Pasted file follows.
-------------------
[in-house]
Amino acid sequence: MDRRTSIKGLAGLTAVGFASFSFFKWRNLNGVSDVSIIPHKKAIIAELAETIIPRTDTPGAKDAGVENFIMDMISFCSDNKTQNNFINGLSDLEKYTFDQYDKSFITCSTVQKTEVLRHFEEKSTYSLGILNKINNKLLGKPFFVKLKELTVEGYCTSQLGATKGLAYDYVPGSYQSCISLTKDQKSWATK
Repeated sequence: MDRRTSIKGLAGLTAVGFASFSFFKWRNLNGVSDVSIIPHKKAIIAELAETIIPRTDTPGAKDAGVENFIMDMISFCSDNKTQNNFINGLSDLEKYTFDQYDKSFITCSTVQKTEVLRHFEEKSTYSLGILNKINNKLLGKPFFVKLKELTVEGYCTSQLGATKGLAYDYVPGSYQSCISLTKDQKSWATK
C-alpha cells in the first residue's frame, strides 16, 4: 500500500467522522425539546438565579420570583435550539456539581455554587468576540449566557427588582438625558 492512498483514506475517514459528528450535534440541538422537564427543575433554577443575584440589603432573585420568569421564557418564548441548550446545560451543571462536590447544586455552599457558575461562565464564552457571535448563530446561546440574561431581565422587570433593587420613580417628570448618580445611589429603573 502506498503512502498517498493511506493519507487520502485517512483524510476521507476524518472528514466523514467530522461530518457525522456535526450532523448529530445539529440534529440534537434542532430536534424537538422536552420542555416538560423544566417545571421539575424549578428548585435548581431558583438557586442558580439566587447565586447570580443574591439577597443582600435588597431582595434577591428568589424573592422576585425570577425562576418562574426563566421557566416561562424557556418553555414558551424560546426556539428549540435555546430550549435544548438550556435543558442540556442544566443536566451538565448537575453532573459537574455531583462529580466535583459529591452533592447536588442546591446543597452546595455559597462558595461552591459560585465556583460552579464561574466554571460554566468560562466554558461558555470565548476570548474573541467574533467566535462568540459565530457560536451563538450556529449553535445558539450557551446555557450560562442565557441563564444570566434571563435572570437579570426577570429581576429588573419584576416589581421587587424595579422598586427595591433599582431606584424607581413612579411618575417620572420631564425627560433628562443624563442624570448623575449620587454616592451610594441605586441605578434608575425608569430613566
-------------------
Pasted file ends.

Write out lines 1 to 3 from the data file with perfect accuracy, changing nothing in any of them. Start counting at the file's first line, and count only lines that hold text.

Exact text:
[in-house]
Amino acid sequence: MDRRTSIKGLAGLTAVGFASFSFFKWRNLNGVSDVSIIPHKKAIIAELAETIIPRTDTPGAKDAGVENFIMDMISFCSDNKTQNNFINGLSDLEKYTFDQYDKSFITCSTVQKTEVLRHFEEKSTYSLGILNKINNKLLGKPFFVKLKELTVEGYCTSQLGATKGLAYDYVPGSYQSCISLTKDQKSWATK
Repeated sequence: MDRRTSIKGLAGLTAVGFASFSFFKWRNLNGVSDVSIIPHKKAIIAELAETIIPRTDTPGAKDAGVENFIMDMISFCSDNKTQNNFINGLSDLEKYTFDQYDKSFITCSTVQKTEVLRHFEEKSTYSLGILNKINNKLLGKPFFVKLKELTVEGYCTSQLGATKGLAYDYVPGSYQSCISLTKDQKSWATK